An Outstanding Violin Teacher in Knoxville
We are lucky to have violin teachers as fine as Dr. Susan Eddlemon in Knoxville, TN. Dr. Eddlemon holds the distinction of being the first woman to graduate from the Julliard School of Music with a Doctorate Degree of Musical Arts in violin performance. Her studio is probably the most up to date in the area with high tech capabilities to assist in teaching students!
If you are dedicated and looking for a violin teacher who will give you a workout and lift you to your playing height, check out Dr. Eddlemon’s studio. I would know, my daughter took lessons with this amazing teacher and I highly recommend her! -----------------------------------------------(Contact info: 865/ 617-3804; firstname.lastname@example.org)
Dr. Eddlemon hails from Ohio. She met her husband at Juilliard, and has lived in Knoxville for 26 years near her husband’s family. She currently performs with the Oak Ridge Symphony, Knoxville Symphony, Bryan Symphony, Kingsport Symphony, and Johnson City Symphony. She is the violinist for the Isotone Concerts and the Cumberland Piano Trio performing in our area of East Tennessee and Southeast U.S. She maintains a private studio for teaching and rehearsing. Prior to life in East Tennessee, Susan and her husband lived in Canada, where she served as Associate Concertmaster for the Victoria, B.C. Symphony, the Calgary Philharmonic, and the Saskatoon Symphony. From 1986 through 1990 she recorded and played throughout western Canada with the chamber group Music Mosaic.
1. Violettes by Becky: You introduced my daughter to many new techniques, expressing them in new ways. Perhaps, some of it was my daughter’s age and readiness level, but not all of it. You had her hold ping pong balls on her violin while playing to improve her overall posture; you loosened her stiff posture, helping her to move with her violin… And just as importantly, you pushed me out of the studio so that playing became her own. (Our background was Suzuki violin lessons, and I started learning violin right alongside my 4 year old).
Jenna’s music reading level was forced to improve, the way you occasionally left her with sections to finish learning on her own. In the beginning, switching to your teaching method was tough for my daughter, but well worth the effort for improvement. In addition, Posting an 8 X 10 photo of each student in your studio is just one way that you show you really care about each student. Students can feel the caring.
Do you think that you have techniques to offer that are not usually taught by other teachers? Do many students who come to you have areas they need to relearn?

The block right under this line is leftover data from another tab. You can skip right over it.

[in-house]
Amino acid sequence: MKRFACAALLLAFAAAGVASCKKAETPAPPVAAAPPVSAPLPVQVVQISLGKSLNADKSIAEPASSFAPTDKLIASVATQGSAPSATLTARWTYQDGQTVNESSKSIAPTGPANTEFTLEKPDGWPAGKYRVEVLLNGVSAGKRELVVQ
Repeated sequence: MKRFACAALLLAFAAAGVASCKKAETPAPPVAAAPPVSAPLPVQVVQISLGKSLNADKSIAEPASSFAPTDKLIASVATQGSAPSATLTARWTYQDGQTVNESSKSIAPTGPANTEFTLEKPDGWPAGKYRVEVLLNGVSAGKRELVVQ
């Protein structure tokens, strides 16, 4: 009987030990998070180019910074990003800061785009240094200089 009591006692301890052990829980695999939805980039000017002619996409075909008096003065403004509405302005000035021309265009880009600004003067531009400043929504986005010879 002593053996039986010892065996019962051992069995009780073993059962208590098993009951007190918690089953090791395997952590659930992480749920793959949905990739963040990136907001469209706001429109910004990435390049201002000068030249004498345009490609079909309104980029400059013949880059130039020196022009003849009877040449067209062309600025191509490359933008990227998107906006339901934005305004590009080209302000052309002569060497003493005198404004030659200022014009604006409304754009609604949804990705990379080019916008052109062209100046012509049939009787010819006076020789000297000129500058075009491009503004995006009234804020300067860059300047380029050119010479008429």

Dr. Susan Eddlemon:
All of us have areas we need to relearn or at least revisit over the span of our playing years! I teach universally accepted principles of string playing using "string vocabulary" which combines what has been passed along to us by previous generations with terms in current usage. Young pre-college students learn these terms from me, along with words and terms I invent to respond to the individual student's need of the moment. Learning the names of various techniques is always part of any discipline.
2. Violettes by Becky: The technical level of your studio is phenomenal. You record piano accompaniments for a student’s piece at various speeds for them to take home for practice. You video your student right in your studio to play back for your student to listen and watch themselves during the lesson (just like they did at my son’s golf lessons)! You even record yourself playing a difficult passage in a teaching way for the student to bring home for practice. It’s been many years since I have listened to one of your lessons. What else along these lines do you do in your studio?
Dr. Susan Eddlemon:
I've been astonished at all the electronic tools we have that can help students reduce the time it takes to master violin playing. Violinists can benefit from regular self-recording as part of the practice routine.
My Clavinova has a metronome function which counts "aloud" in four different languages. Using this function helps the violin student just beginning to learn to play music at sight. Hearing the actual words, "One, Two, Three, Four" helps the student keep up the tempo and rhythms he is seeing on the page much better than just hearing an even "click" noise. It's too easy to lose track of how many "clicks" have gone by in a single measure while you're busy figuring out which finger or bowing to play next!